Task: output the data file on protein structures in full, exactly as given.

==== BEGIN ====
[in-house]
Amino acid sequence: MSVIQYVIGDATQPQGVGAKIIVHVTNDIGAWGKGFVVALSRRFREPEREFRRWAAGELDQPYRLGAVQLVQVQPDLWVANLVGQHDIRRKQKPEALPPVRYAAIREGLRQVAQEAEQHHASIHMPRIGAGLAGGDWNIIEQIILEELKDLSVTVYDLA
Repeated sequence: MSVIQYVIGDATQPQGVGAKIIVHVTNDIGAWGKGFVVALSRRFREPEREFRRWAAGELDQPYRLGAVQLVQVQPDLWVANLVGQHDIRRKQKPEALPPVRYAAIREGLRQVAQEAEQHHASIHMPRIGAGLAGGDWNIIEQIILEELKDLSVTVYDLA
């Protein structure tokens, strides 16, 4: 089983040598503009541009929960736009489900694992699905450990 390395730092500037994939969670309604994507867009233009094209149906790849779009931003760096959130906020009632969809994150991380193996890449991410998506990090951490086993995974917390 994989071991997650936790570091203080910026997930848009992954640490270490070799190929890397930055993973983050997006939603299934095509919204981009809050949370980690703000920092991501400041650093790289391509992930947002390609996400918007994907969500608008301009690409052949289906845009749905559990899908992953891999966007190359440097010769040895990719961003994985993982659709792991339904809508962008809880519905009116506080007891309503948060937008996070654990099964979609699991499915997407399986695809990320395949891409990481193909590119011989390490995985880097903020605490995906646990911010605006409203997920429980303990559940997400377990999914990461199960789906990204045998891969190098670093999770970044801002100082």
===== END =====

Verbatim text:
[in-house]
Amino acid sequence: MSVIQYVIGDATQPQGVGAKIIVHVTNDIGAWGKGFVVALSRRFREPEREFRRWAAGELDQPYRLGAVQLVQVQPDLWVANLVGQHDIRRKQKPEALPPVRYAAIREGLRQVAQEAEQHHASIHMPRIGAGLAGGDWNIIEQIILEELKDLSVTVYDLA
Repeated sequence: MSVIQYVIGDATQPQGVGAKIIVHVTNDIGAWGKGFVVALSRRFREPEREFRRWAAGELDQPYRLGAVQLVQVQPDLWVANLVGQHDIRRKQKPEALPPVRYAAIREGLRQVAQEAEQHHASIHMPRIGAGLAGGDWNIIEQIILEELKDLSVTVYDLA
């Protein structure tokens, strides 16, 4: 089983040598503009541009929960736009489900694992699905450990 390395730092500037994939969670309604994507867009233009094209149906790849779009931003760096959130906020009632969809994150991380193996890449991410998506990090951490086993995974917390 994989071991997650936790570091203080910026997930848009992954640490270490070799190929890397930055993973983050997006939603299934095509919204981009809050949370980690703000920092991501400041650093790289391509992930947002390609996400918007994907969500608008301009690409052949289906845009749905559990899908992953891999966007190359440097010769040895990719961003994985993982659709792991339904809508962008809880519905009116506080007891309503948060937008996070654990099964979609699991499915997407399986695809990320395949891409990481193909590119011989390490995985880097903020605490995906646990911010605006409203997920429980303990559940997400377990999914990461199960789906990204045998891969190098670093999770970044801002100082």